As for allergy, the same thing started to happen to my cat when I was with my old vet and they said she needed a certain supplemental powder on her food. I began seeing these little marks at the base of her ears, the vet said she didn't see anything, then it got really bad where she scratched her head so much she took a huge chunk of hair and skin off. Then I found the same marks that were thicker creeping up her back from tail to neck, she was so sore I couldn't even pet her. The vet thought she had ringworm, so took a sample to be sent off and gave me something else which didn't help. So, I said, enough of this! And stopped the last few meds that were given to me before this eruption happened. Once I did, she cleared up in a day or two, by a week it was gone and the skin on her head was beginning to heal. Basically, long story made longer, vets don't always know the answer. I don't have one for you except that I agree that supplical would be good for her to start replacing essential vitamins, minerals and nutrients. The only other thing I could suggest, which I don't know if they'd let you or if you'd be up for it, is that you adopt her and get her into a different vet. Like I said, that's what I had to do or my two fosters would have surely died.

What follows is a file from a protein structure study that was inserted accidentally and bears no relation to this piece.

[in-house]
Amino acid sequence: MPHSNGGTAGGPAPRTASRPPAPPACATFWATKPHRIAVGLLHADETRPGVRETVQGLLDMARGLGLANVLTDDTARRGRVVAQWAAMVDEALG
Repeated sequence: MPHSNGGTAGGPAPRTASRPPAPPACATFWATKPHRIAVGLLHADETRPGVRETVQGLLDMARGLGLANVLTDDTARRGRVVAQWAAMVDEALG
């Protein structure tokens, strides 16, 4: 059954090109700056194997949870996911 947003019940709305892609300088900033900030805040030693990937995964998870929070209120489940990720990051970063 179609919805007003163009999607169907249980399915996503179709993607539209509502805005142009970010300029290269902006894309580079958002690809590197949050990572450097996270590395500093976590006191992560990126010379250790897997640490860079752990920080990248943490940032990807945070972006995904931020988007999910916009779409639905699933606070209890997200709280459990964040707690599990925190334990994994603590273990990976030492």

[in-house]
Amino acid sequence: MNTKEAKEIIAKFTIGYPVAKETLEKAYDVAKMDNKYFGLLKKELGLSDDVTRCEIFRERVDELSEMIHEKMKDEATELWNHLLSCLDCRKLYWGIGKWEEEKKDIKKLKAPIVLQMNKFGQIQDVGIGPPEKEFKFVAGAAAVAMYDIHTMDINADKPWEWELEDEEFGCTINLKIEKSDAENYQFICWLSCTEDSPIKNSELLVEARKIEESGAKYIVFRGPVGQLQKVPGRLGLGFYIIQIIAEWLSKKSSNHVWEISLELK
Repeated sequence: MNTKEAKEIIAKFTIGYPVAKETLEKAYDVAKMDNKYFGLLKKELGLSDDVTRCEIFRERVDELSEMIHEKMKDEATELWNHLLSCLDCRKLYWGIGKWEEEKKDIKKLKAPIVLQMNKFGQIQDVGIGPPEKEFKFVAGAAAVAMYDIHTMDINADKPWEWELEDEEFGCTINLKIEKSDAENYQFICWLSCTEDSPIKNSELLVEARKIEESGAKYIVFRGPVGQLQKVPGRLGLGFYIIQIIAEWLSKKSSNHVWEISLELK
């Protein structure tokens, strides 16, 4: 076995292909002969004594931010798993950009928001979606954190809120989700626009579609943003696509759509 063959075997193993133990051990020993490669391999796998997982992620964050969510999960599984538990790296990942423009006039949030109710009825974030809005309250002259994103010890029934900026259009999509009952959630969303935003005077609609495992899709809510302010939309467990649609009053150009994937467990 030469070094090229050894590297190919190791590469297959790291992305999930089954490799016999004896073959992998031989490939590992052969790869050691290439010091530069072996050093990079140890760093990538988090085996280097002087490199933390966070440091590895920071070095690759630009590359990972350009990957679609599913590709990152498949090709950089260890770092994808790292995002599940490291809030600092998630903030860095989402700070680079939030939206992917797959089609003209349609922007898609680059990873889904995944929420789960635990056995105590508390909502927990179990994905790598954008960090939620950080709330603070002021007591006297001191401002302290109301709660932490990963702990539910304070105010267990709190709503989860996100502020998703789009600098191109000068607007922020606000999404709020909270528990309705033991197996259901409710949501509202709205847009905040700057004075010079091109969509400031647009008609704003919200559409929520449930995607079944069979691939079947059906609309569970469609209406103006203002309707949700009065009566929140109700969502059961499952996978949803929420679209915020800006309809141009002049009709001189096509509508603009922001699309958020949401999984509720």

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post #7 of 13 (permalink) Old 02-09-2013, 03:34 PM
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I just typed up a huge response as one of my cats had this exact same issue and I was able to cure him and find the exact culprit he was allergic to. I also found a great antibiotic to cure the skin infection that goes along with this issue. Unfortunately my post isn't showing. Well if this post shows up I guess I;ll try again later because I have a lot of good information that will help you.
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post #8 of 13 (permalink) Old 02-09-2013, 06:09 PM
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There are canned food that doesn't have chicken, salmon & tuna. Addiction Venison, Addiction Rabbit, Addiction Brushtail which is high in omega 3&6, good for the skin, Natural Balance Venison.